When a team ascends to the top by winning a title, the players have a metaphorical target on their backs whenever they step onto the court.
This is the Alvark Tokyo’s reality for the 2018-19 season.
They are the defending champions. They are a battle-tested group of veterans. And they could be even better this season.
Coach Luka Pavicevic, now in his second year at the helm, has already had a full season to implement his system and gain the trust and confidence of his players. It’s been a sight to behold, a step-by-step process, with noticeable progress made month after the month.
The Alvark, who embraced their easy-to-declare-but-hard-to-always-follow team slogan (“We”), were a finished product when they stepped onto the court at Yokohama Arena in May and outplayed the Chiba Jets Funabashi in the championship game.
Four months later, the players are gearing up for another long 60-game campaign that gets underway on Oct. 6 against the visiting Sunrockers Shibuya at Arena Tachikawa Tachihi at 3:05 p.m.
In the final analysis, Pavicevic masterfully substituted his players in and out of the rotation last season and also juggled the challenges of injuries and guys missing time due to Japan national team duties.
The team’s returning players include Daiki Tanaka, Seiya Ando, Genki Kojima, Joji Takeuchi, Zack Baranski, Shohei Kikuchi, Jawad Williams, Alex Kirk, Takeki Shonaka and second-year pro Yudai Baba, who energized the champs with 14 points and a trio of steals in the title game.
The 198-cm Baba, who turns 23 in November, could become a breakout star this season. There was a sense that May’s playoff finale was Baba’s electrifying grand debut on the national stage, and he thrived in the spotlight with exquisite timing — daring forays through traffic, risky steals and youthful exuberance.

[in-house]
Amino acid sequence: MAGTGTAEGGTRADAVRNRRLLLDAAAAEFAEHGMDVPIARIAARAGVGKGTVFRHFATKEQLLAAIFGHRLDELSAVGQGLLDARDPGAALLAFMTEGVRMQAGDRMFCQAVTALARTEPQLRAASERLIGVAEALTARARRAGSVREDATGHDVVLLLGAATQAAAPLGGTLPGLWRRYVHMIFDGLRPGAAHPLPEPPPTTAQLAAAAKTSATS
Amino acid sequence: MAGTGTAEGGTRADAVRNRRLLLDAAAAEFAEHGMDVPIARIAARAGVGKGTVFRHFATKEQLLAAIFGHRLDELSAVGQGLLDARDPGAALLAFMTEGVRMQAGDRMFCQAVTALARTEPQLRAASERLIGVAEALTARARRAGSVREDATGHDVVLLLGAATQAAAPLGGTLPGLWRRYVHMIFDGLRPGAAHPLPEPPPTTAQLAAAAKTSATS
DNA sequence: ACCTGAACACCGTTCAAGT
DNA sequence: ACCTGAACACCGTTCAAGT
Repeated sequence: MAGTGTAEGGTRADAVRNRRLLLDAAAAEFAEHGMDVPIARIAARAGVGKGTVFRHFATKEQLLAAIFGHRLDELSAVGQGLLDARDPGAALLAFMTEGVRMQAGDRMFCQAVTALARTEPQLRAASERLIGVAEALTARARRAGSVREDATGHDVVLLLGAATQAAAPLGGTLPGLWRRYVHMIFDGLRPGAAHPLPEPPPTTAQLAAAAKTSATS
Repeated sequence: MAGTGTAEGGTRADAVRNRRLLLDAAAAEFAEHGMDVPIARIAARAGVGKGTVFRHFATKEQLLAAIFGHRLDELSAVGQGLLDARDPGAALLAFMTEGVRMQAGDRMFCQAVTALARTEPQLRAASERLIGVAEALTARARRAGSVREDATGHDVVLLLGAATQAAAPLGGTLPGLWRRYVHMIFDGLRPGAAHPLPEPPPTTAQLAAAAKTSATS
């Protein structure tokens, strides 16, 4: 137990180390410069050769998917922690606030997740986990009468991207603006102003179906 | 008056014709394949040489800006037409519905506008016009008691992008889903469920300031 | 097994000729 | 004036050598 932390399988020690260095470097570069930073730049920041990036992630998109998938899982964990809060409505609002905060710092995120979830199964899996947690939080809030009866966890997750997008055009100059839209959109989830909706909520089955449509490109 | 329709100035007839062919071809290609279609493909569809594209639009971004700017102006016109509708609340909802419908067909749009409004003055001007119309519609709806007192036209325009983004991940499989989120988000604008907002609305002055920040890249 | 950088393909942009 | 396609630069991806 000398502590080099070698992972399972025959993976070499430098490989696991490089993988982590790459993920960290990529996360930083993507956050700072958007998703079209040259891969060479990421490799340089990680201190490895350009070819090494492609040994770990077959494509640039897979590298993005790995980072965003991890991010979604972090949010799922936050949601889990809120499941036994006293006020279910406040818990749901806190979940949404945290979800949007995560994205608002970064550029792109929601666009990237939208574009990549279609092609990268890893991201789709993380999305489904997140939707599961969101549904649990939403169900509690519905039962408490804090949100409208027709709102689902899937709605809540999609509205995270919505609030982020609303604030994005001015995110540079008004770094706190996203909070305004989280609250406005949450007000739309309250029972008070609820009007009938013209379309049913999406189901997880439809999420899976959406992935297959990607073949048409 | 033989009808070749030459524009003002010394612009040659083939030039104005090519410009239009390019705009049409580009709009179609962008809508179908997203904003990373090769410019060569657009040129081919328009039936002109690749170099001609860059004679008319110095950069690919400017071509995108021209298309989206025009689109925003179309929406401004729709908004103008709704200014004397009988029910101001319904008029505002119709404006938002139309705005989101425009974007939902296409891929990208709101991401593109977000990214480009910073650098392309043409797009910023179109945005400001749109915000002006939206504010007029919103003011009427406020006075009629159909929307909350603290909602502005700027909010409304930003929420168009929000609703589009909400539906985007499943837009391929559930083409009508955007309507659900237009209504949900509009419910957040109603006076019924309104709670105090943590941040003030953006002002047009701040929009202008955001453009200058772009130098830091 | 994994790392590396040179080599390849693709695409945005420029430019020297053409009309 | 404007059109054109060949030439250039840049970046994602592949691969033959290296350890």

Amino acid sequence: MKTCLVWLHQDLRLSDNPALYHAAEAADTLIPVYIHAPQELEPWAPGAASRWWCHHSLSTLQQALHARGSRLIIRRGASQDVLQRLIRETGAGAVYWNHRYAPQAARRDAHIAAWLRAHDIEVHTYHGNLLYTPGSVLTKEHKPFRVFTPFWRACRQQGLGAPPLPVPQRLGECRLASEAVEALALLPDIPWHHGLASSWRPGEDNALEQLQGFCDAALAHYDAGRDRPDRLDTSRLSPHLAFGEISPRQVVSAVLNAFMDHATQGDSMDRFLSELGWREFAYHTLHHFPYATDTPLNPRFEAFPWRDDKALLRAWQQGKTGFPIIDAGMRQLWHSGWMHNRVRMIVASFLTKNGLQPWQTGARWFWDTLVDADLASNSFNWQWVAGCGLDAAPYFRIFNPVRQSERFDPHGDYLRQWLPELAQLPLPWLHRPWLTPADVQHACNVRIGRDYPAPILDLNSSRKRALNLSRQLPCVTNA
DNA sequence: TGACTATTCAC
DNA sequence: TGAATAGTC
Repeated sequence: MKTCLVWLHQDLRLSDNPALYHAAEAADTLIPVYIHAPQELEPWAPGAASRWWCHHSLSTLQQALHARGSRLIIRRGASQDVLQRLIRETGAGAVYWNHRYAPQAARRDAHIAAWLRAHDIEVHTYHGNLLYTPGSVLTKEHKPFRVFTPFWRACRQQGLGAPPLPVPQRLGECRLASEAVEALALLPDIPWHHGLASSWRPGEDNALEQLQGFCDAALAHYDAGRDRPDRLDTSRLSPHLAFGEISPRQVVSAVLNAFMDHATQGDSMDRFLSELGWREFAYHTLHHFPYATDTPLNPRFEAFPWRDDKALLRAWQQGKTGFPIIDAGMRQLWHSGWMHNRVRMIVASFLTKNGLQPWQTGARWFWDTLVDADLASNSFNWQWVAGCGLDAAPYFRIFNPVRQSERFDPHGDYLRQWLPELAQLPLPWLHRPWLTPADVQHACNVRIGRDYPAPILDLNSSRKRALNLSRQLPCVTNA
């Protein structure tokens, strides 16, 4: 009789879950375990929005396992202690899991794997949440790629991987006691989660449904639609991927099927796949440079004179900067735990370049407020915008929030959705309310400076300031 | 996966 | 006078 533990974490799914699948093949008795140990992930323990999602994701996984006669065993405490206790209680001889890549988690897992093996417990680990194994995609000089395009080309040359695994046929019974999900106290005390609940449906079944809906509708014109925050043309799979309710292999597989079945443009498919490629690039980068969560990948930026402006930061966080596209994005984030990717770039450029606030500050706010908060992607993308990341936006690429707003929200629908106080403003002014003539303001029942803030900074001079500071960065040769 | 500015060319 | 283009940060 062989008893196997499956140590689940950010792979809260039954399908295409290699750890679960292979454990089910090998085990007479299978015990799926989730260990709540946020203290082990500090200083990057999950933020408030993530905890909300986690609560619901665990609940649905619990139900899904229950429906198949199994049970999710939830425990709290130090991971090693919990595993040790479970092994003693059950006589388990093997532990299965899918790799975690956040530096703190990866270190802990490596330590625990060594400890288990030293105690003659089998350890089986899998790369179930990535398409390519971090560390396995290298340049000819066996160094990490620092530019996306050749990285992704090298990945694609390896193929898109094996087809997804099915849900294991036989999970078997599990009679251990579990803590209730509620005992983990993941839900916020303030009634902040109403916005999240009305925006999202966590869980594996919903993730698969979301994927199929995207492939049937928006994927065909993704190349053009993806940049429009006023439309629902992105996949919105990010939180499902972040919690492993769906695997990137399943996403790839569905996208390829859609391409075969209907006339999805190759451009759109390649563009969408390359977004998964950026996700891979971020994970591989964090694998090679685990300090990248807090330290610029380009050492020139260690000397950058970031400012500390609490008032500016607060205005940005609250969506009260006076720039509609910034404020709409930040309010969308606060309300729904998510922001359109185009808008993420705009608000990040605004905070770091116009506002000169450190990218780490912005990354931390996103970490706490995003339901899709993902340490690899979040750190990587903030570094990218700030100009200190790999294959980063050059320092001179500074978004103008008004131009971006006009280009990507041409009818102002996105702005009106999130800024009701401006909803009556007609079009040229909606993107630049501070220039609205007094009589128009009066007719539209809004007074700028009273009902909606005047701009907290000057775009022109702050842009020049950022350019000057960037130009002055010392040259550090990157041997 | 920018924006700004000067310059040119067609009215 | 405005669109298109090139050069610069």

The Alvark have the luxury of giving Baba ample time to grow into his role as a key contributor. They are blessed with depth at every position. That depth now includes the addition of veteran power forward Milko Bjelica, a 207-cm newcomer from Serbia.
A three-team battle for the top spot in the East Division last season ended this way: Chiba (46-14), Tokyo (44-16) and Kawasaki Brave Thunders (41-19).
The Brave Thunders shift back to the Central Division this season, and the promoted Akita Northern Happinets, guided by second-year Spanish mentor Josep “Pep” Claros, replace them in the six-team East.
The Tochigi Brex improved by leaps and bounds during the 2017-18 campaign, finishing 34-26. It didn’t start well, though. Kenji Hasegawa proved to be a bad coaching hire for the 2016-17 champions, who didn’t give title-winning coach Tom Wisman a contract offer for this past season, thus ending his tenure. He resurfaced in an advisory role for the Yokohama B-Corsairs last November, then took over as bench boss early in the offseason.
The Brex, with Ryuzo Anzai at the helm from the get-go this season (he replaced Hasegawa early last fall) gives the proud franchise more stability as the Big Three of Yuta Tabuse, Ryan Rossiter and Jeff Gibbs look to return to title contention.